Jones v Administrative Office of the Courts, Maryland Judiciary

Filing 17

MEMORANDUM. Signed by Chief Judge Catherine C. Blake on 3/16/2016. (hmls, Deputy Clerk)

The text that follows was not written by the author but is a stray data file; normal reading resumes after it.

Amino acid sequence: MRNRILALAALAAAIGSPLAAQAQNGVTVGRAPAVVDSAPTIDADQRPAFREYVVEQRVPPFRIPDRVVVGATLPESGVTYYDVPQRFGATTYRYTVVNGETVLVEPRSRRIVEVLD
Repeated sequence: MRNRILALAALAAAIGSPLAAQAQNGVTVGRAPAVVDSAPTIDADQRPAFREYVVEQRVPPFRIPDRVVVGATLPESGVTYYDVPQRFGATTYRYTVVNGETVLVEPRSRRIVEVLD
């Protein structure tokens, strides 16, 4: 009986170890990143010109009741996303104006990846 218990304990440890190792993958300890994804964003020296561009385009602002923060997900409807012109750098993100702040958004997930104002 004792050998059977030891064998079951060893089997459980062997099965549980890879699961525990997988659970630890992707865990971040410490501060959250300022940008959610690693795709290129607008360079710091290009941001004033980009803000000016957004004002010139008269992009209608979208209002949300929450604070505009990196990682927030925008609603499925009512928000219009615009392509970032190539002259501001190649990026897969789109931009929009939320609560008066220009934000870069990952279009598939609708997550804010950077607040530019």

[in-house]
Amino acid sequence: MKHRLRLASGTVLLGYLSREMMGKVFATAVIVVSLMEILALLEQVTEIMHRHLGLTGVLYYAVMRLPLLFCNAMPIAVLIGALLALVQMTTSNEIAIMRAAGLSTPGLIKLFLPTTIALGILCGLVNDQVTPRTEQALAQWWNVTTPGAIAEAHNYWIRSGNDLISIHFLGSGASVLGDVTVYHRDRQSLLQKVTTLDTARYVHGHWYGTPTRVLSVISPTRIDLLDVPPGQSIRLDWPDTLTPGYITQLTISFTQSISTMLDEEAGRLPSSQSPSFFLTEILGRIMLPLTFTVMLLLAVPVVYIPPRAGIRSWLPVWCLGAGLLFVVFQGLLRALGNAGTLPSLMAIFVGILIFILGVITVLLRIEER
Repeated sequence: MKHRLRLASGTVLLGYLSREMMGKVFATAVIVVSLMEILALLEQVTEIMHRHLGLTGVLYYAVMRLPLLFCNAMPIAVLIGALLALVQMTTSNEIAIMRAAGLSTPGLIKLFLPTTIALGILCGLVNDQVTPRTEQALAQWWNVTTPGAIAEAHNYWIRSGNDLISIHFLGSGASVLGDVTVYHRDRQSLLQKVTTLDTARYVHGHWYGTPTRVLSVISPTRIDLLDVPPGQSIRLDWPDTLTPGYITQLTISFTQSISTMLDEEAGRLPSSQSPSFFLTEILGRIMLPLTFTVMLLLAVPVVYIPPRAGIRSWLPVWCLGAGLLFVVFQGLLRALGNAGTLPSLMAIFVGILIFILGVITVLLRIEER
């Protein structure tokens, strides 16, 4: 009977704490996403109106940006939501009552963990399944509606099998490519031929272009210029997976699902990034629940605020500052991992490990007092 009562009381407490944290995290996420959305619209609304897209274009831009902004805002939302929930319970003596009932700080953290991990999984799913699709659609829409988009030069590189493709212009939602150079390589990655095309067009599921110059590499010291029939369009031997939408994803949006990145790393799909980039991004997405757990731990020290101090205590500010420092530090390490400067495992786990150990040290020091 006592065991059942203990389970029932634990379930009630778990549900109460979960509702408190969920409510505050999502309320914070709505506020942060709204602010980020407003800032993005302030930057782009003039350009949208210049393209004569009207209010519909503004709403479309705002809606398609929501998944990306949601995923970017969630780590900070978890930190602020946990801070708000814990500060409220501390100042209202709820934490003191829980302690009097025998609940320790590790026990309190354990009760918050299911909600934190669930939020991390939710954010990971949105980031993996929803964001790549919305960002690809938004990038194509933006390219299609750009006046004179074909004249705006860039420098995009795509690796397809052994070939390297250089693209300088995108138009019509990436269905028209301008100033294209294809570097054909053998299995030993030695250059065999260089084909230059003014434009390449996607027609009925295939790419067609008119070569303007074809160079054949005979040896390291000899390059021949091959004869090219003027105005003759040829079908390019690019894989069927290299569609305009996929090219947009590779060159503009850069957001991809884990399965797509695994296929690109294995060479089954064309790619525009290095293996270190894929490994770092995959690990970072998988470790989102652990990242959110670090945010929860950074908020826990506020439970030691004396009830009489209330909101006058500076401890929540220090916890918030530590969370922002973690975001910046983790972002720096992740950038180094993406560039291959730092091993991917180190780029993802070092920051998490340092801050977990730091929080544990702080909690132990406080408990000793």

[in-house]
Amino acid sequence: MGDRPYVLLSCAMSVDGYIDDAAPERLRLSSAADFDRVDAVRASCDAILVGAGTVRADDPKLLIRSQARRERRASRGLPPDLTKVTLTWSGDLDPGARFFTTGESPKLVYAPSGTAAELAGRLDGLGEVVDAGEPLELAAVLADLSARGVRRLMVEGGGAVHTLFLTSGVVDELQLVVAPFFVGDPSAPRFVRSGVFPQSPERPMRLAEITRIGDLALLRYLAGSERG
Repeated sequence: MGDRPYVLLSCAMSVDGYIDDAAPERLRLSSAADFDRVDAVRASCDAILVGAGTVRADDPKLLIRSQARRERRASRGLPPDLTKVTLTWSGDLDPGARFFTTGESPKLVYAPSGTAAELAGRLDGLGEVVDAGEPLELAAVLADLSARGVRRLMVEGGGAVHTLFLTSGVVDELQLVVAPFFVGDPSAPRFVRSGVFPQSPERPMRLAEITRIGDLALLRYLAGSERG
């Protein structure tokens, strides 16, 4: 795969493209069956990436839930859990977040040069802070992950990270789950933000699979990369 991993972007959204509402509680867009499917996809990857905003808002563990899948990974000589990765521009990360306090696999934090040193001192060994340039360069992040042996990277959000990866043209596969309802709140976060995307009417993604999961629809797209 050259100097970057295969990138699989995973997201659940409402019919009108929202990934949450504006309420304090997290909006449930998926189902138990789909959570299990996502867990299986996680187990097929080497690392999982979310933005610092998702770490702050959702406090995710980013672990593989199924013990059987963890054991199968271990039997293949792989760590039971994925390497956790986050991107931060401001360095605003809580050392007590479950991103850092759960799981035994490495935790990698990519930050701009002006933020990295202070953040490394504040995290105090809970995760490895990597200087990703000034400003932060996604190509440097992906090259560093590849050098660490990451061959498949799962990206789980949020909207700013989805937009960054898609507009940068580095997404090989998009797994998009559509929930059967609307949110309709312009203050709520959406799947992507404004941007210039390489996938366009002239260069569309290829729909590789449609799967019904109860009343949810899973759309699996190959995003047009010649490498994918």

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IN THE UNITED STATES DISTRICT COURT FOR THE DISTRICT OF MARYLAND RICKEY NELSON JONES v. ADMINISTRATIVE OFFICE OF THE COURTS, MARYLAND JUDICIARY : : : CIVIL NO. CCB-15-3336 : : : ...o0o... MEMORANDUM In 2014 the plaintiff, Rickey Nelson Jones (“Jones”), an African-American attorney, applied for a position on the Anne Arundel County Circuit Court. He was not recommended to then Governor Martin O’Malley by the Judicial Nominating Commission for District 7, and he was not appointed by the Governor. He filed suit for racial discrimination in violation of 42 U.S.C. § 2000e et seq. (“Title VII”), naming the Administrative Office of the Courts (“AOC”) as a defendant. Subsequently, he sought to amend his complaint to add the Court of Appeals of Maryland as an additional defendant. The State has moved to dismiss and has opposed the amendment. The issues have been fully briefed, and no oral argument is necessary. See Local R. 105.6 (D. Md. 2014). Even assuming Jones were able to identify the correct defendant, his claim must fail because the position he seeks is not protected by Title VII. The statute permits an “employee” to sue his “employer,” but exempts from coverage “[1] any person elected to public office in any State or political subdivision of any State by the qualified voters thereof, or [2] any person chosen by such officer to be . . . an appointee on the policy making level.” 42 U.S.C. § 2000e(f). A Circuit Court judge in Maryland initially is appointed by an elected official, the governor, to a position “on the policy making level.” See Gregory v. Ashcroft, 501 U.S. 452, 467 (1991) (holding Missouri state judges are appointees on the policy making level); Birch v. Cuyahoga 1 Cty. Probate Court, 392 F.3d 151, 160 (6th Cir. 2004); Burgess v. City of Lake City, 2013 WL 4056315, at * 2 (D.S.C. 2013). The exemption does not include employees “subject to the civil service laws of a State government,” 42 U.S.C. § 2000e(f), but Maryland Circuit Court judges are not subject to the State’s civil service laws. Md. Code Ann., State Pers. & Pens. § 6-301(2); see also Williams v. Anderson, 753 F. Supp. 1306, 1310–11 (D. Md. 1990).1 Accordingly, it is not necessary to discuss the particular facts of the application process, or to compare Jones’s qualifications with those of other candidates. This court does not dispute the importance of diversity on the bench, but Jones is not entitled to the relief he seeks. A separate Order follows. March 16, 2016 Date /S/ Catherine C. Blake United States District Judge To the extent Mr. Jones’s claim relies on the Maryland Fair Employment Practices Act (MFEPA), Md. Code Ann., State Gov’t § 20-601 et seq., that argument also falls short. MFEPA, like Title VII, exempts from coverage elected officials and appointees on the policy making level. Id. § 20-601(c)(2). 1 2

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